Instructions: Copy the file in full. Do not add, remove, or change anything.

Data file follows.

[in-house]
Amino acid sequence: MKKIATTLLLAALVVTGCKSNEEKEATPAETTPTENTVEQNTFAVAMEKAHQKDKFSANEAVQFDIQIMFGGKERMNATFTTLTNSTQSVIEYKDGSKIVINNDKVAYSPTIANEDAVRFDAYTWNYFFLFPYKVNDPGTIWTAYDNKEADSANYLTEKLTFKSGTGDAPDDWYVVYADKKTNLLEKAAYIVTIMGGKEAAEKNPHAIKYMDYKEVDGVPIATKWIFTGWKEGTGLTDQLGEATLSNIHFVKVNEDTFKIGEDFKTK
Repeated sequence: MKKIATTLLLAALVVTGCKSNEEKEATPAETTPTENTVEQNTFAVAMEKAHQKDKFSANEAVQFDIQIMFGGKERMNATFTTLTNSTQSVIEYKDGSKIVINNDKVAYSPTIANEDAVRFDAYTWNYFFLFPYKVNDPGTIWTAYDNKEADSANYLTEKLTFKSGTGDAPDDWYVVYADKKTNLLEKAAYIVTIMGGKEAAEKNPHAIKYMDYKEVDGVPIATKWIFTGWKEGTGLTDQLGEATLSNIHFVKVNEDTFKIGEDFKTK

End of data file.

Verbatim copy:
[in-house]
Amino acid sequence: MKKIATTLLLAALVVTGCKSNEEKEATPAETTPTENTVEQNTFAVAMEKAHQKDKFSANEAVQFDIQIMFGGKERMNATFTTLTNSTQSVIEYKDGSKIVINNDKVAYSPTIANEDAVRFDAYTWNYFFLFPYKVNDPGTIWTAYDNKEADSANYLTEKLTFKSGTGDAPDDWYVVYADKKTNLLEKAAYIVTIMGGKEAAEKNPHAIKYMDYKEVDGVPIATKWIFTGWKEGTGLTDQLGEATLSNIHFVKVNEDTFKIGEDFKTK
Repeated sequence: MKKIATTLLLAALVVTGCKSNEEKEATPAETTPTENTVEQNTFAVAMEKAHQKDKFSANEAVQFDIQIMFGGKERMNATFTTLTNSTQSVIEYKDGSKIVINNDKVAYSPTIANEDAVRFDAYTWNYFFLFPYKVNDPGTIWTAYDNKEADSANYLTEKLTFKSGTGDAPDDWYVVYADKKTNLLEKAAYIVTIMGGKEAAEKNPHAIKYMDYKEVDGVPIATKWIFTGWKEGTGLTDQLGEATLSNIHFVKVNEDTFKIGEDFKTK